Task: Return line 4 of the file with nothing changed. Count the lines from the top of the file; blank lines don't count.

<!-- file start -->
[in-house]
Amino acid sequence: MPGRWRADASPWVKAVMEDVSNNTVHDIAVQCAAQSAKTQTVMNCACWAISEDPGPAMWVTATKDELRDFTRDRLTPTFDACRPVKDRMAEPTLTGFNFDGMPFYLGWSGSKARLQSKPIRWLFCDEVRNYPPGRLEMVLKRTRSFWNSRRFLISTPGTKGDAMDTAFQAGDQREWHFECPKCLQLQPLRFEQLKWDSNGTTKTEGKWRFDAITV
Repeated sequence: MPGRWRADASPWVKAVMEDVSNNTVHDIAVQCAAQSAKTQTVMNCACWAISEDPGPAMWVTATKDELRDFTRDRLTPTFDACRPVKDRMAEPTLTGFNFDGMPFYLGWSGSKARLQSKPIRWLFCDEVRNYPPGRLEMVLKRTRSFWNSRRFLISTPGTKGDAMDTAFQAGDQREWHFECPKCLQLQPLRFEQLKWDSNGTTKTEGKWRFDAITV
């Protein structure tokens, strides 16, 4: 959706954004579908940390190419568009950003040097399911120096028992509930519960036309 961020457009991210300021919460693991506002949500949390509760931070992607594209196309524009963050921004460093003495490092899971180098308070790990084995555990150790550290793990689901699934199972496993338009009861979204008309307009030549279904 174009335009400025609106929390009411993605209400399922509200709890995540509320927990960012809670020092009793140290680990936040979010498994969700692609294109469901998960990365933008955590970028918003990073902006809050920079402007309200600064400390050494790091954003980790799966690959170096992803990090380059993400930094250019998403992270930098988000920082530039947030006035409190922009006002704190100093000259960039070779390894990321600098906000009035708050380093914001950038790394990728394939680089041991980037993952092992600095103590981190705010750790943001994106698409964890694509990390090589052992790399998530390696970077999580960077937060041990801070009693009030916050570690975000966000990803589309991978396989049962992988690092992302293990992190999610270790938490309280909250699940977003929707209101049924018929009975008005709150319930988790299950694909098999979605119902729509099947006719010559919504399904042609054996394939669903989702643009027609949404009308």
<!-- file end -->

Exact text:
């Protein structure tokens, strides 16, 4: 959706954004579908940390190419568009950003040097399911120096028992509930519960036309 961020457009991210300021919460693991506002949500949390509760931070992607594209196309524009963050921004460093003495490092899971180098308070790990084995555990150790550290793990689901699934199972496993338009009861979204008309307009030549279904 174009335009400025609106929390009411993605209400399922509200709890995540509320927990960012809670020092009793140290680990936040979010498994969700692609294109469901998960990365933008955590970028918003990073902006809050920079402007309200600064400390050494790091954003980790799966690959170096992803990090380059993400930094250019998403992270930098988000920082530039947030006035409190922009006002704190100093000259960039070779390894990321600098906000009035708050380093914001950038790394990728394939680089041991980037993952092992600095103590981190705010750790943001994106698409964890694509990390090589052992790399998530390696970077999580960077937060041990801070009693009030916050570690975000966000990803589309991978396989049962992988690092992302293990992190999610270790938490309280909250699940977003929707209101049924018929009975008005709150319930988790299950694909098999979605119902729509099947006719010559919504399904042609054996394939669903989702643009027609949404009308």